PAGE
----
Pinkster, Harm (1942-) [1990], Latin Syntax and Semantics [info], xii, 320 p.: ill.; 24 cm. [word count] [Pinkster].
Previous Sub2Sect

Next Sub2Sect

7.4.7 Dominant participle construction

Examples of the so-called dominant participle [60] have been given in (19b) and (30e):

(19b) occisus dictator … pulcherrimum facinus videbatur

(30e) cum … valde absoluto Scaevola gauderet

In (19b) the constituent occisus dictator is an argument in the syntactic function Subject; in (30e) the constituent absoluto Scaevola is also an argument, but here in the syntactic function Complement. In crosssection 7.3.1 (vii) `Accompanying circumstances' (on p. 117) we have given examples of dominant participle constructions as satellites (the so-called ablative absolute): 60a

(52) (Cethegus) recitatis litteris … repente conticuit

-- 133 --

We have also seen the dominant participle construction on the noun phrase level (p. 79). Examples are:

(108) suspicio acceptae pecuniae (`The suspicion of having received money', Cic. Ver. 38)

(109) ante conditam … urbem (`Before the foundation of the city', Liv. 1, pr. 6) [61]

The dominant participle construction differs both from constructions in which the participle occurs as Praedicativum (see crosssection 8.5.5. on p. 160) and from constructions in which the participle occurs as Attribute. In the dominant participle construction the participle cannot be omitted. The result of omission of the participle from (19b), for instance, is ungrammatical:

(19b') * dictator … pulcherrimum facinus videbatur

The non-omissibility can also be illustrated with the aid of an instance such as (50). The sentence which remains after imperatore has been omitted is ungrammatical: [62]

(50) * Bellum Gallicum C. Caesare gestum est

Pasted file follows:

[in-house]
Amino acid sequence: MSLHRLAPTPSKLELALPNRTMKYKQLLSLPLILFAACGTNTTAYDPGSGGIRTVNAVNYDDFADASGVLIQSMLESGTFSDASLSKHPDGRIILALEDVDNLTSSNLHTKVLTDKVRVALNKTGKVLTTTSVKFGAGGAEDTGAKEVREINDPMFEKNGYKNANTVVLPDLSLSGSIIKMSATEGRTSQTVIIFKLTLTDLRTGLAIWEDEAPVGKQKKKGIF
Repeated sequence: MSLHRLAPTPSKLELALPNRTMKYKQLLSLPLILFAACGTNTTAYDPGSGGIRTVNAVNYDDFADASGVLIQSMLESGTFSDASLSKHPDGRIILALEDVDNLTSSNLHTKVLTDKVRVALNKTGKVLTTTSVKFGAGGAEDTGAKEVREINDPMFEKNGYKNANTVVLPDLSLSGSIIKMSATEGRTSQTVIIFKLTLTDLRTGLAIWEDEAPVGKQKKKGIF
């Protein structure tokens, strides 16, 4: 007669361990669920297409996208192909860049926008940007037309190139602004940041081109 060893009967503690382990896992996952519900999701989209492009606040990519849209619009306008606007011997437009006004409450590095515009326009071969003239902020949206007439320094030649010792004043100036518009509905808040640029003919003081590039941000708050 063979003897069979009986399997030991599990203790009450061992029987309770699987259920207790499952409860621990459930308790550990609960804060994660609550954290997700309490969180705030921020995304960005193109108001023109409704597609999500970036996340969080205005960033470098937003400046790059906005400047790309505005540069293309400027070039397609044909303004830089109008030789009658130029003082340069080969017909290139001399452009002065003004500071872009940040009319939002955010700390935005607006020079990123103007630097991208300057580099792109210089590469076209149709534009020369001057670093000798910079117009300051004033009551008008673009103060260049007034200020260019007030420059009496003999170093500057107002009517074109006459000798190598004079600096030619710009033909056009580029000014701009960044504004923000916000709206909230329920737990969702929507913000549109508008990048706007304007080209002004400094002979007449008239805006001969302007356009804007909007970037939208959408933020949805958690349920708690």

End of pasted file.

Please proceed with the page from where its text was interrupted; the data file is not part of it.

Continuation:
As becomes clear from the series of examples of gaudere in (30), the dominant participle construction is merely one of the possible forms of an embedded predication. Alternatives for example (19b) cited above might be:

(19b") quod dictator occisus erat, pulcherrimum facinus videbatur

(19b"') dictatorem occisum esse pulcherrimum facinus videbatur

In many cases the dominant participle construction may also be replaced by a noun phrase consisting of an action noun and a noun phrase in the genitive:

(19b"") caedes dictatoris pulcherrimum facinus videbatur

Both the non-omissibility of the participle and the fact that the construction as a whole can be replaced by alternative constructions show that the construction must be regarded as one whole.

Above I have shown how the dominant participle construction may be replaced by alternative constructions. It is, however, not the case that these alternatives are equivalent and mutually interchangeable. A dominant participle construction functioning as argument occurs only if it is implied that the state of affairs referred to by the dominant participle construction has in fact been realized, is being realized or will be realized, in other words, if the event referred to is `factive'. [63] Consequently, an embedded predication in the form of a dominant participle construction can only occur as argument with certain, `factive', main predications; we do, for instance, find such an embedded predication with pulcherrimum facinus videbatur, but not with difficilis esse:

(19b""') * Caesar occisus difficilis fuit

-- 134 --

There are no restrictions on the noun phrases and the predicates which may occur in the dominant participle construction itself. Also, there are no restrictions on the tense of the participle. An example of a dominant participle construction with a present participle is (110): [64]

(110) fugiens … Pompeius … homines movet (`The fact that P. is fleeing shocks the people', Cic. Att. 7.11.4)

The Predicate of a dominant participle construction need not necessarily be a verb, but may also be an adjective or a noun. Examples are (51), (111) and (112), respectively:

(51) qui tranquillo mari gubernare se negent posse (`Who say they cannot sail on a calm sea', Cic. Rep. 1.11)

(111) augebat metum gnarus Romanae seditionis et, si omitteretur ripa, invasurus hostis (`The fear was increased by the fact that the enemy was aware of the rebellion among the Romans and would make an invasion if the river bank were no longer guarded', Tac. Ann. 1.36.2)

(112) filius legati orator publicae causae satis ostenderet necessitate expressa quae per modestiam non obtinuissent (`The fact that the son of a legate acted as champion of the public cause made clear that they had exacted with force that which they had not been able to obtain with modest behaviour', Tac. Ann. 1.19.5)

Previous Sub2Sect

Next Sub2Sect

Pinkster, Harm (1942-) [1990], Latin Syntax and Semantics [info], xii, 320 p.: ill.; 24 cm. [word count] [Pinkster].
Powered by PhiloLogic